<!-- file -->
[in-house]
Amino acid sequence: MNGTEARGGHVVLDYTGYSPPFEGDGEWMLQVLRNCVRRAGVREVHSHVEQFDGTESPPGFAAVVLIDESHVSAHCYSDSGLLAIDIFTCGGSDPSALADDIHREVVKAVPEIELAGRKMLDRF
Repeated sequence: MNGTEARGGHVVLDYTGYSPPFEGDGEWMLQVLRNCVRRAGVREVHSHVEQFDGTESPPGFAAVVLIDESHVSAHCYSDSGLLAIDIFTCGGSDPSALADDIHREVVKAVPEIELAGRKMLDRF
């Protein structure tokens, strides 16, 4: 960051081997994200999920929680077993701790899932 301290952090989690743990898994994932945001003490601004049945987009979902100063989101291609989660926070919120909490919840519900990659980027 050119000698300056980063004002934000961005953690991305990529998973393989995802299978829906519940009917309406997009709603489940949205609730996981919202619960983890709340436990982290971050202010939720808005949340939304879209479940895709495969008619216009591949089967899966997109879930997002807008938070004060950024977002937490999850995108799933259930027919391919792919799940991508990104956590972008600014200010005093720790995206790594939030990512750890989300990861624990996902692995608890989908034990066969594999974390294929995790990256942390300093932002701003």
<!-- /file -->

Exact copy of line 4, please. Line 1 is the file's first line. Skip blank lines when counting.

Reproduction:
């Protein structure tokens, strides 16, 4: 960051081997994200999920929680077993701790899932 301290952090989690743990898994994932945001003490601004049945987009979902100063989101291609989660926070919120909490919840519900990659980027 050119000698300056980063004002934000961005953690991305990529998973393989995802299978829906519940009917309406997009709603489940949205609730996981919202619960983890709340436990982290971050202010939720808005949340939304879209479940895709495969008619216009591949089967899966997109879930997002807008938070004060950024977002937490999850995108799933259930027919391919792919799940991508990104956590972008600014200010005093720790995206790594939030990512750890989300990861624990996902692995608890989908034990066969594999974390294929995790990256942390300093932002701003």